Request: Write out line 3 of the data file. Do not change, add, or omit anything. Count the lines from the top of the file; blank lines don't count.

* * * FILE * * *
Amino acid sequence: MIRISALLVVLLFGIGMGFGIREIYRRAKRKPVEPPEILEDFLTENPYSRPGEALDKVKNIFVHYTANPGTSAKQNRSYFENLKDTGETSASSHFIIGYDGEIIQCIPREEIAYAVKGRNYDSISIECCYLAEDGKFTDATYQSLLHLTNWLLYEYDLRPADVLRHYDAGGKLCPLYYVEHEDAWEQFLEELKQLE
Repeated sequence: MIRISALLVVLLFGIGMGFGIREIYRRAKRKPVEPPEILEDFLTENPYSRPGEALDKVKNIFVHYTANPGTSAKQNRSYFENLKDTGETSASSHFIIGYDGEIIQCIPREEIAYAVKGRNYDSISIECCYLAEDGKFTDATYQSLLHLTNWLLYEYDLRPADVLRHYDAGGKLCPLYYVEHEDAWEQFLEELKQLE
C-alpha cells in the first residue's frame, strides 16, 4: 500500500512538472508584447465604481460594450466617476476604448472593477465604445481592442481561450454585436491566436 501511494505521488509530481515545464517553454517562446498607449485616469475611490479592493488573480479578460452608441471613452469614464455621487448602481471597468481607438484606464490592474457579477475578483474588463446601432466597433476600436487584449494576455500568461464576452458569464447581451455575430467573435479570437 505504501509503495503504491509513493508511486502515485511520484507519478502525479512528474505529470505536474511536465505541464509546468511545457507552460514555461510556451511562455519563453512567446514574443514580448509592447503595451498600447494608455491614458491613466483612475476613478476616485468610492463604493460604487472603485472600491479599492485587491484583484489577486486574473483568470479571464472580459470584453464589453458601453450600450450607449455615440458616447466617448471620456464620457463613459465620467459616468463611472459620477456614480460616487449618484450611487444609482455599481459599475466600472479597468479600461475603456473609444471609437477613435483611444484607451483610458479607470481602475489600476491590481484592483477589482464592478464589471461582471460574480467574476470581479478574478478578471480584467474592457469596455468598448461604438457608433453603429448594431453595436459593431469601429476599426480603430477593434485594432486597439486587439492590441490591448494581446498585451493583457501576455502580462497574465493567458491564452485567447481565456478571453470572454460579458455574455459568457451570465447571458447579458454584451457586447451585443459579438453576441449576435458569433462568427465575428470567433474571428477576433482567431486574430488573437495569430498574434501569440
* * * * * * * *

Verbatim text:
C-alpha cells in the first residue's frame, strides 16, 4: 500500500512538472508584447465604481460594450466617476476604448472593477465604445481592442481561450454585436491566436 501511494505521488509530481515545464517553454517562446498607449485616469475611490479592493488573480479578460452608441471613452469614464455621487448602481471597468481607438484606464490592474457579477475578483474588463446601432466597433476600436487584449494576455500568461464576452458569464447581451455575430467573435479570437 505504501509503495503504491509513493508511486502515485511520484507519478502525479512528474505529470505536474511536465505541464509546468511545457507552460514555461510556451511562455519563453512567446514574443514580448509592447503595451498600447494608455491614458491613466483612475476613478476616485468610492463604493460604487472603485472600491479599492485587491484583484489577486486574473483568470479571464472580459470584453464589453458601453450600450450607449455615440458616447466617448471620456464620457463613459465620467459616468463611472459620477456614480460616487449618484450611487444609482455599481459599475466600472479597468479600461475603456473609444471609437477613435483611444484607451483610458479607470481602475489600476491590481484592483477589482464592478464589471461582471460574480467574476470581479478574478478578471480584467474592457469596455468598448461604438457608433453603429448594431453595436459593431469601429476599426480603430477593434485594432486597439486587439492590441490591448494581446498585451493583457501576455502580462497574465493567458491564452485567447481565456478571453470572454460579458455574455459568457451570465447571458447579458454584451457586447451585443459579438453576441449576435458569433462568427465575428470567433474571428477576433482567431486574430488573437495569430498574434501569440